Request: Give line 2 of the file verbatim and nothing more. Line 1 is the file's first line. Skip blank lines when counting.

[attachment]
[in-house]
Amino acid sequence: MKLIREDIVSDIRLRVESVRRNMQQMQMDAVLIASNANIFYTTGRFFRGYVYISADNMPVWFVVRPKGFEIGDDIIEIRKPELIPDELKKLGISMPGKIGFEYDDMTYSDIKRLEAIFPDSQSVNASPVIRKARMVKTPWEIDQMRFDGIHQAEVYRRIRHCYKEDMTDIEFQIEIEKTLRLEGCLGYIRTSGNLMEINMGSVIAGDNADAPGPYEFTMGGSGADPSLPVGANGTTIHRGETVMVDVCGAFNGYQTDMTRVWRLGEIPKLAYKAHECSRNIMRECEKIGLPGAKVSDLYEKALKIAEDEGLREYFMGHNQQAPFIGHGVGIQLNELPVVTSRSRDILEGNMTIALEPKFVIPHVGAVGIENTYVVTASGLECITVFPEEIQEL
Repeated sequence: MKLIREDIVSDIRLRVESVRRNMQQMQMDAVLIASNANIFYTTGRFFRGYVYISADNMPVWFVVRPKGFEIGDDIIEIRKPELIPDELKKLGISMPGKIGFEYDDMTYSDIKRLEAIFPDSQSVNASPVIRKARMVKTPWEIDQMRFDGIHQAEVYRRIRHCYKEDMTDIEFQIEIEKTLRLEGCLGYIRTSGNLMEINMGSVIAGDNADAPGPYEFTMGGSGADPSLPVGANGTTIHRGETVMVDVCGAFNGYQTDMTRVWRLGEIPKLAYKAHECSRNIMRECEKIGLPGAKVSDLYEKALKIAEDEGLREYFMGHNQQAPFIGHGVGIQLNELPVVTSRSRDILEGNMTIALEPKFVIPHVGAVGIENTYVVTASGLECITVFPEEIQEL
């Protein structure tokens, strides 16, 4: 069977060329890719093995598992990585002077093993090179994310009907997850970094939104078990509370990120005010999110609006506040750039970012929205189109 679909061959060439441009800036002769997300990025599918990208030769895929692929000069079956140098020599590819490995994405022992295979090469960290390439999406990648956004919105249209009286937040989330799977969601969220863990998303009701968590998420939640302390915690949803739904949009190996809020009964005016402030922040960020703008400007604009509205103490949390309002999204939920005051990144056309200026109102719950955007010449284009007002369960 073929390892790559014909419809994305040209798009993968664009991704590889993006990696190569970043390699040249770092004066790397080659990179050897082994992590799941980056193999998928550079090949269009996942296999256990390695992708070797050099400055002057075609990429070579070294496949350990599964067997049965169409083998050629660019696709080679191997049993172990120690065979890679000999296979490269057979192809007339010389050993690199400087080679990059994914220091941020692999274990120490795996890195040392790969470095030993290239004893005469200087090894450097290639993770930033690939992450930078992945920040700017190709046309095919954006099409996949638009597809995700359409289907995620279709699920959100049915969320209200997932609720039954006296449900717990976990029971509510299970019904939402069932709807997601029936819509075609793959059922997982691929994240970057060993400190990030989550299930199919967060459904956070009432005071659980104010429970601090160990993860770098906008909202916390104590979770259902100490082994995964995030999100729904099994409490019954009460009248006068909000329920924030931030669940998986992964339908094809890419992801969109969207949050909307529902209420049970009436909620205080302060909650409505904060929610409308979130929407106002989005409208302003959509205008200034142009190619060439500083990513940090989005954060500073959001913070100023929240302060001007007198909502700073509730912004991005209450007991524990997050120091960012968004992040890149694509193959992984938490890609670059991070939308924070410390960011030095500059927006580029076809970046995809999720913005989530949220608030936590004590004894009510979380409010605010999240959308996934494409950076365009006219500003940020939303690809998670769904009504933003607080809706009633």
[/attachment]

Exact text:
Amino acid sequence: MKLIREDIVSDIRLRVESVRRNMQQMQMDAVLIASNANIFYTTGRFFRGYVYISADNMPVWFVVRPKGFEIGDDIIEIRKPELIPDELKKLGISMPGKIGFEYDDMTYSDIKRLEAIFPDSQSVNASPVIRKARMVKTPWEIDQMRFDGIHQAEVYRRIRHCYKEDMTDIEFQIEIEKTLRLEGCLGYIRTSGNLMEINMGSVIAGDNADAPGPYEFTMGGSGADPSLPVGANGTTIHRGETVMVDVCGAFNGYQTDMTRVWRLGEIPKLAYKAHECSRNIMRECEKIGLPGAKVSDLYEKALKIAEDEGLREYFMGHNQQAPFIGHGVGIQLNELPVVTSRSRDILEGNMTIALEPKFVIPHVGAVGIENTYVVTASGLECITVFPEEIQEL